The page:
Abstract Detail

Evolution, ecology, development, and conservation of carnivorous plants

RENNER, TANYA [1], Lan, Tianying [2], Rajaraman, Sitaram [3], Herrera-Estrella, Luis [4], Ibarra-Laclette, Enrique [4], Zheng, Chunfang [5], Sankoff, David [5], Schuster, Stephan [2], Jarkko, Salojarvi [2], Albert, Victor [2].

Plant carnivory and the evolution of genomic architecture in the Caryophyllales.

Recent studies of carnivorous plant genomes (1,2) have focused on genome-scale issues in the evolution of carnivory. The sequencing, assembly, annotation, and primary analysis of a high-quality, updated Utricularia gibba (humped bladderwort, Lamiales) nuclear genome based on PacBio SMRT third-generation sequencing technology permitted the assembly of several complete chromosomes and considerable repetitive DNA (~18 Mb) that had escaped the initial 82 Mb short-read assembly (3). Genome size in U. gibba is considerably reduced compared to its ancestors, but this shrinkage was not accompanied by an appreciable reduction in overall gene number. The principal cause of U. gibba’s genome shrinkage was contraction of expendable non-coding DNA. This suggests that little non-coding DNAs and few mobile elements are sufficient to regulate and integrate all the processes required for the development and reproduction of a complex organism. More recently, we have expanded genome sequencing for an independent lineage of carnivorous plants, Drosera (sundews, Caryophyllales). Drosera are unusual in normally bearing holocentric chromosomes, where kinetochores attach throughout chromosome arms. We used Chicago and Dovetail Hi-C data to scaffold PacBio-Illumina draft assemblies for D. regia and D. capensis, monocentric and holocentric species, respectively. Syntenic analyses revealed no post-gamma polyploidies prior to their species split, after which an independent genome triplication occurred in D. regia, followed by a D. capensis-specific genome duplication. Among the tandemly duplicated Drosera genes, significantly enriched GO categories include defense response and secondary metabolism, a finding congruent with the hypothesis that defense-related genes have been co-opted for plant carnivory (4). To make a direct connection between genomic and regulatory evidence for carnivory, we present the results of an experimental transcriptomic study used assess the molecular diversity of genes with trap-specific expression, indicative of functions in prey digestion. We are evaluating possible genomic convergences with other carnivore species (1,2) and using the chromosomal assemblies to address the evolution of holocentricity. (1) Fukushima K, et al. "Genome of the pitcher plant Cephalotus reveals genetic changes associated with carnivory. Nature Ecology & Evolution, 2017. DOI: 10.1038/s41559-016-0059. (2) Lan T, et al. “Long-read sequencing uncovers the adaptive topography of a carnivorous plant genome. Proceedings of the National Academy of Sciences, 2017. DOI: 10.1073/pnas.1702072114. (3) Ibarra-Laclette, et al. “Architecture and evolution of a minute plant genome. Nature, 2013. DOI: 10.1038/nature12132. (4) Renner T, Specht CD. Molecular evolution and functional evolution of class I chitinases for plant carnivory in the Caryophyllales. Molecular Biology and Evolution, 2012. DOI: https://doi.org/10.1093/molbev/mss106.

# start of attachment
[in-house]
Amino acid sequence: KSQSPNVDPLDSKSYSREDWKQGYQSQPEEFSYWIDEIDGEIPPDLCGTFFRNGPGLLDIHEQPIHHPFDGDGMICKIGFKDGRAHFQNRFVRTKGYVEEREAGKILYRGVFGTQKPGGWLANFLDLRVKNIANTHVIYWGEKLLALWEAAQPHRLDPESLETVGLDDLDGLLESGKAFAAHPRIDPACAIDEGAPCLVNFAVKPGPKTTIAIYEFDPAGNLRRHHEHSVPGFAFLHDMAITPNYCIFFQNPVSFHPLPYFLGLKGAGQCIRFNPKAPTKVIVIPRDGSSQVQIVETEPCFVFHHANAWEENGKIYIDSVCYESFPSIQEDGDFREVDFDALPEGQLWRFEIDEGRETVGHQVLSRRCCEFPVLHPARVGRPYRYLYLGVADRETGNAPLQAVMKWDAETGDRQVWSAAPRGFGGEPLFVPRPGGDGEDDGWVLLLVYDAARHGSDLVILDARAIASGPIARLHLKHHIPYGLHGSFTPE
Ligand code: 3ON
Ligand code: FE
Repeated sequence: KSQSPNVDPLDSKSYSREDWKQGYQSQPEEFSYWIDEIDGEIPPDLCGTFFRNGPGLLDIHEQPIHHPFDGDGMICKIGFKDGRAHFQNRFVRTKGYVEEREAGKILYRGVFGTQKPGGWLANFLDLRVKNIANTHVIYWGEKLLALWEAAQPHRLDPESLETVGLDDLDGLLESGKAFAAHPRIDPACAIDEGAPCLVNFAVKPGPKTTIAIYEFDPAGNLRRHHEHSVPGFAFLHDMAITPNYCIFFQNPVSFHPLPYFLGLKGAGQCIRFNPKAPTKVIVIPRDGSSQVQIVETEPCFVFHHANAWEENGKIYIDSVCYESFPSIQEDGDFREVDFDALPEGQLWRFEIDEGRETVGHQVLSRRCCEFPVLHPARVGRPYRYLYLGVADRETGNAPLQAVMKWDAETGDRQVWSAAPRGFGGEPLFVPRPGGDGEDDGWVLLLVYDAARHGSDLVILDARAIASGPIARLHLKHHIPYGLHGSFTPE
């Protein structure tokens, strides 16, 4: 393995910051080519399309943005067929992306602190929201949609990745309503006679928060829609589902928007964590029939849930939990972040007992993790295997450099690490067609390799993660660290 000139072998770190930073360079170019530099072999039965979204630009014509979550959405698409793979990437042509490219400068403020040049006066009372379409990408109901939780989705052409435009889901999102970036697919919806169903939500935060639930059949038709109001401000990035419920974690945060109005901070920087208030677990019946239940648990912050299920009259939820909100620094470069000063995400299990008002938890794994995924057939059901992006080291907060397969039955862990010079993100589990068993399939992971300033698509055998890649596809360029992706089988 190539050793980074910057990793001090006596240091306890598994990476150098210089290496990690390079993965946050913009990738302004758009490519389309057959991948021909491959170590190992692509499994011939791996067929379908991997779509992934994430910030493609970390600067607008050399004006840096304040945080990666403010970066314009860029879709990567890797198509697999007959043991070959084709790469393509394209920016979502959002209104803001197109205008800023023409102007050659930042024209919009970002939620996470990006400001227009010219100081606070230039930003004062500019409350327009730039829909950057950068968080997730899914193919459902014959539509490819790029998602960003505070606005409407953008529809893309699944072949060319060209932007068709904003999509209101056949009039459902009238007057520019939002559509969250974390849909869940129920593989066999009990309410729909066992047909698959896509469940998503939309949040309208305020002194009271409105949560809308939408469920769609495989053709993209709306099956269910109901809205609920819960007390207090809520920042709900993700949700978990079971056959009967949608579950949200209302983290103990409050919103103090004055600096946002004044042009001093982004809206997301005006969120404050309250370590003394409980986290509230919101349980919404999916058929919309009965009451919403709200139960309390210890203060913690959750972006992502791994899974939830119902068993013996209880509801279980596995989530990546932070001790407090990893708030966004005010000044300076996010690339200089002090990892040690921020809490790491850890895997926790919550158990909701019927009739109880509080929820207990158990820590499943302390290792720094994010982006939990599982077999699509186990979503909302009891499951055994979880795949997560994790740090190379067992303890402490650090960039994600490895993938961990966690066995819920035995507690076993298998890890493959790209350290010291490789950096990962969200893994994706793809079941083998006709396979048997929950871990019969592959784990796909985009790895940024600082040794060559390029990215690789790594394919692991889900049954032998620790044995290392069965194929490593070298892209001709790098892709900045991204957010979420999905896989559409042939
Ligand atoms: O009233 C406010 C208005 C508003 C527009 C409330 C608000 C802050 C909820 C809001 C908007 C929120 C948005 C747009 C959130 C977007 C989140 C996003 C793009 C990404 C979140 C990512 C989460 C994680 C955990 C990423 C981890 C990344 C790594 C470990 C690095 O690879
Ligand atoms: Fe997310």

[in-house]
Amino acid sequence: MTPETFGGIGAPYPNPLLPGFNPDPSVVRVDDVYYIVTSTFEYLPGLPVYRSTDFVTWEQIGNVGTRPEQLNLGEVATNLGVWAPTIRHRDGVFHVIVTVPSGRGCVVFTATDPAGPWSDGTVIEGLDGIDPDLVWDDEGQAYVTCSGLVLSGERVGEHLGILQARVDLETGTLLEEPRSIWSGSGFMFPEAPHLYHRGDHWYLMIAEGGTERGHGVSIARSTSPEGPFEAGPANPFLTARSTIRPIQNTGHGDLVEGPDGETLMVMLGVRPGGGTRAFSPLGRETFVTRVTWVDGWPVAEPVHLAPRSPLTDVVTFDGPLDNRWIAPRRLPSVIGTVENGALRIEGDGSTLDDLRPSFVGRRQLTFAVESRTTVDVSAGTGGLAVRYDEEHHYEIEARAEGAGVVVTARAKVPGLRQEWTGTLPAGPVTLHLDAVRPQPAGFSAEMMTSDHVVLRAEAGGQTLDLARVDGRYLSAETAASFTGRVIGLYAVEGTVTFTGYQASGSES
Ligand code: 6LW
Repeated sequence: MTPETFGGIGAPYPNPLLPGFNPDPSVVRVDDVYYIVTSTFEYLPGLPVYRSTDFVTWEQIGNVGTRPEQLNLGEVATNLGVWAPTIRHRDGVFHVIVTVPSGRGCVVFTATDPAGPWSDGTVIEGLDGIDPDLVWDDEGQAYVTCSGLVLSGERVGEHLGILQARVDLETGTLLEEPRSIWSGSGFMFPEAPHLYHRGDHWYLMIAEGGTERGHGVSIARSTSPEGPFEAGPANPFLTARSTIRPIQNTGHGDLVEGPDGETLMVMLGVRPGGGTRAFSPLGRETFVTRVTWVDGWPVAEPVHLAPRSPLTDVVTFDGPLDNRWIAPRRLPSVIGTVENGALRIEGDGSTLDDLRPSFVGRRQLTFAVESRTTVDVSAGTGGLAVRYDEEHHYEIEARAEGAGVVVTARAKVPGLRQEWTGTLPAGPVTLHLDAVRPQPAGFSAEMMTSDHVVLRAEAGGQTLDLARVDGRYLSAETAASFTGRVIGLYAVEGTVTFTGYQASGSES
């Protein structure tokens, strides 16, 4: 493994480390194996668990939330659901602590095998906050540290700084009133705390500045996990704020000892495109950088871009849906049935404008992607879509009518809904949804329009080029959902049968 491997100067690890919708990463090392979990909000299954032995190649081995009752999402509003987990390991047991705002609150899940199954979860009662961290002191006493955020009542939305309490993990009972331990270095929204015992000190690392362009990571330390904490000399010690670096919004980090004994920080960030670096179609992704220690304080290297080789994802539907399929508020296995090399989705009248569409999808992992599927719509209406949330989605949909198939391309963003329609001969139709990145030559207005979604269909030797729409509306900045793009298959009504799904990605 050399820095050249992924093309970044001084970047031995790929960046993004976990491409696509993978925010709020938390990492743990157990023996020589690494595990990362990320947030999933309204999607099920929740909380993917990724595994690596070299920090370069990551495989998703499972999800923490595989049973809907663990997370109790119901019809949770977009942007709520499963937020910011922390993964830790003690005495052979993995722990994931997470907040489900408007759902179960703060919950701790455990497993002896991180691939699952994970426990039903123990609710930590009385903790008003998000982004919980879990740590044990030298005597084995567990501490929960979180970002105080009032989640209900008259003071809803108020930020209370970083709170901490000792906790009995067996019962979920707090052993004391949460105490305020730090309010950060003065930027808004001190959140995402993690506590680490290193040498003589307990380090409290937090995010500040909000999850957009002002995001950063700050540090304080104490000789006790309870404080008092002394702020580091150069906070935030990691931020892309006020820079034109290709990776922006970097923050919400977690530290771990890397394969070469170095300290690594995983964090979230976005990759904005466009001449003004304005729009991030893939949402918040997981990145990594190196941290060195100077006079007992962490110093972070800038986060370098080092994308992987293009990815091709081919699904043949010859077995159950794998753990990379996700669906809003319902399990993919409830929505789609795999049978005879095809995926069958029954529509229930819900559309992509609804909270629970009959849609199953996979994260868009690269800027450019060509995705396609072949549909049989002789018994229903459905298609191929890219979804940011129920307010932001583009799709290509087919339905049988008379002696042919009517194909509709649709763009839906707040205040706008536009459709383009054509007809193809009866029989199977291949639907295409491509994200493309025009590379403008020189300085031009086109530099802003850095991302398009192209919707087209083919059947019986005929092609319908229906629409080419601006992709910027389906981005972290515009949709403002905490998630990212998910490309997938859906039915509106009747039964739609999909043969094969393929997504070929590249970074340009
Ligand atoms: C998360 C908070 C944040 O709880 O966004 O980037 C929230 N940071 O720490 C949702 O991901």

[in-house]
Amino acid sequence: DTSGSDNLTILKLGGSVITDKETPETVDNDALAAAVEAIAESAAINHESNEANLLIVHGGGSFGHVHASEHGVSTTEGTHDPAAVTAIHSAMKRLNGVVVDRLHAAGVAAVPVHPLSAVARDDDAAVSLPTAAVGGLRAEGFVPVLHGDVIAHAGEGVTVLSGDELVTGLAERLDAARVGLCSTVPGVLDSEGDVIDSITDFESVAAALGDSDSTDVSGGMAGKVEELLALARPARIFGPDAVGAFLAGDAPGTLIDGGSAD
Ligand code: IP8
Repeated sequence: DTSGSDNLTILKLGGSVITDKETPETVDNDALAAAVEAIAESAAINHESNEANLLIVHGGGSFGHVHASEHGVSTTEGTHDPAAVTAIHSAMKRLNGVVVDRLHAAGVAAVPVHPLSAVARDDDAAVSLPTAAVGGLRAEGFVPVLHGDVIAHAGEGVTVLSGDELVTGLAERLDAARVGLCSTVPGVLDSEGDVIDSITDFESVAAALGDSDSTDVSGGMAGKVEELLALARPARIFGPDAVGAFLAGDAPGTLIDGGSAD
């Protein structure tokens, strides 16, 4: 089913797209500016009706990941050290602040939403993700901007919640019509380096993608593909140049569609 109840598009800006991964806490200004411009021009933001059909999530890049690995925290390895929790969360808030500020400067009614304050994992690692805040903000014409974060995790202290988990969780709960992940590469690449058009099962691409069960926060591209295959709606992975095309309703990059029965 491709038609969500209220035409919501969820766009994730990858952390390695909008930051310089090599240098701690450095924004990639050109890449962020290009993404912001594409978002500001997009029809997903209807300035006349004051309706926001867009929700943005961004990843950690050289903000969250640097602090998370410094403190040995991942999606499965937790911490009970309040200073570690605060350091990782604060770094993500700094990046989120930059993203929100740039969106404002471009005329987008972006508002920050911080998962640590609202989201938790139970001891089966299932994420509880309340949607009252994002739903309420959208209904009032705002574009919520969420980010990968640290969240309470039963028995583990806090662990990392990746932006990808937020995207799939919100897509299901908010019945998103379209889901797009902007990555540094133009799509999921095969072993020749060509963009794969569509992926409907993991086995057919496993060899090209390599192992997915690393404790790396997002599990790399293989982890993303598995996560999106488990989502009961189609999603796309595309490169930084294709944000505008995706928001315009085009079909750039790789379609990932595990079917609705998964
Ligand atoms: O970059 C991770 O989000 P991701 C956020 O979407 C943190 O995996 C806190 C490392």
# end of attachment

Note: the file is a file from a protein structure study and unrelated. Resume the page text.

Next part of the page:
1 - The Pennsylvania State University
2 - Nanyang Technological University, Singapore
3 - University of Helsinki
4 - INECOL, Mexico
5 - University of Ottawa, Canada
6 - Nanyang Technological University, Singapore

molecular evolution
Carnivorous Plants
Holocentric Chromosomes.

Presentation Type: Colloquium Presentations
Abstract ID:590
Candidate for Awards:None

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